Strangers in a Land of Strangers: Defining American in Times of Conflict
Imperialism and Internationalism

     After the West was "won," the United States turned its sights on island territories beyond the continent. In 1898, the United States annexed Hawaii and won a short and decisive war with Spain, thereby adding Puerto Rico, Cuba and the Philippines as American properties. To most Americans, these were wild and exotic lands; tropical diseases and a rudimentary infrastructure proved challenging to all new arrivals, and discouraged women from coming at all, resulting in a heavily military, and male, American presence. American soldiers or adventurers came into contact with indigenous men and women who, with the exception of Hawaii, initially welcomed them as liberators. But in the end, it didn’t matter how one dressed, worshipped, or identified oneself, representatives of the United States maintained a clear distinction between them and us.

     The striking and enduring image of a colonizing newcomer arriving in a new land and subjugating or dominating the indigenous peoples was often enacted specifically between American men and native women. Hawaii’s last queen, Liliuokalani, was tried for treason and imprisoned in her own palace after American Marines overcame her resistance and forced her to abdicate.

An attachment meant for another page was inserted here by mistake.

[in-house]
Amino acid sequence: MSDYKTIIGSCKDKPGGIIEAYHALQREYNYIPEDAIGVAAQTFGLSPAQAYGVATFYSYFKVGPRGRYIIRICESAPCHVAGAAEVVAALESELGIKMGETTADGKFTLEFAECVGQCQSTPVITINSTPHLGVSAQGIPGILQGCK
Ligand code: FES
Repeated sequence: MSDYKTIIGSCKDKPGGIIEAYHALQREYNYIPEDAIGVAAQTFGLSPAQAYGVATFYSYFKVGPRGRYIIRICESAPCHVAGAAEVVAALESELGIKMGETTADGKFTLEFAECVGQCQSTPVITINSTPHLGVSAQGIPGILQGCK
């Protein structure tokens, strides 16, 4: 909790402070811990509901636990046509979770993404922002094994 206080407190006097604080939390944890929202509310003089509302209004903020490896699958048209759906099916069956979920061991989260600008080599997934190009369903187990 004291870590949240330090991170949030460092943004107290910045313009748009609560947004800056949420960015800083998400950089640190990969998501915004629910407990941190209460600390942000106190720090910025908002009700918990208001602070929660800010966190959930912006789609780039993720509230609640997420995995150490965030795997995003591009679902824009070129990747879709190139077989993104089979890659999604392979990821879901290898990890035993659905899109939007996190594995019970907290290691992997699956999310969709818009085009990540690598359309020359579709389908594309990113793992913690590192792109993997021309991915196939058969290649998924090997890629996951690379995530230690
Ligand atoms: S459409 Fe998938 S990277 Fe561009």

The legacies of this late-nineteenth century vision of America live on in the conflict between the American military and locals on the Puerto Rican island of Vieques; the economic standoff and rhetorical war over freedom, free-enterprise and the United States military forces in Cuba; the governmental and economic struggles in the Philippines; and a renewed call in Hawaii for a return to the native monarchy.
War Maps of Cuba, Porto Rico and the Philippines

An Address by the Hawaiian Branches of the Sons of the American Revolution, Sons of Veterans, and Grand Army of the Republic to Their Compatriots in America Concerning the Annexation of Hawaii The Porto Rico of To-day

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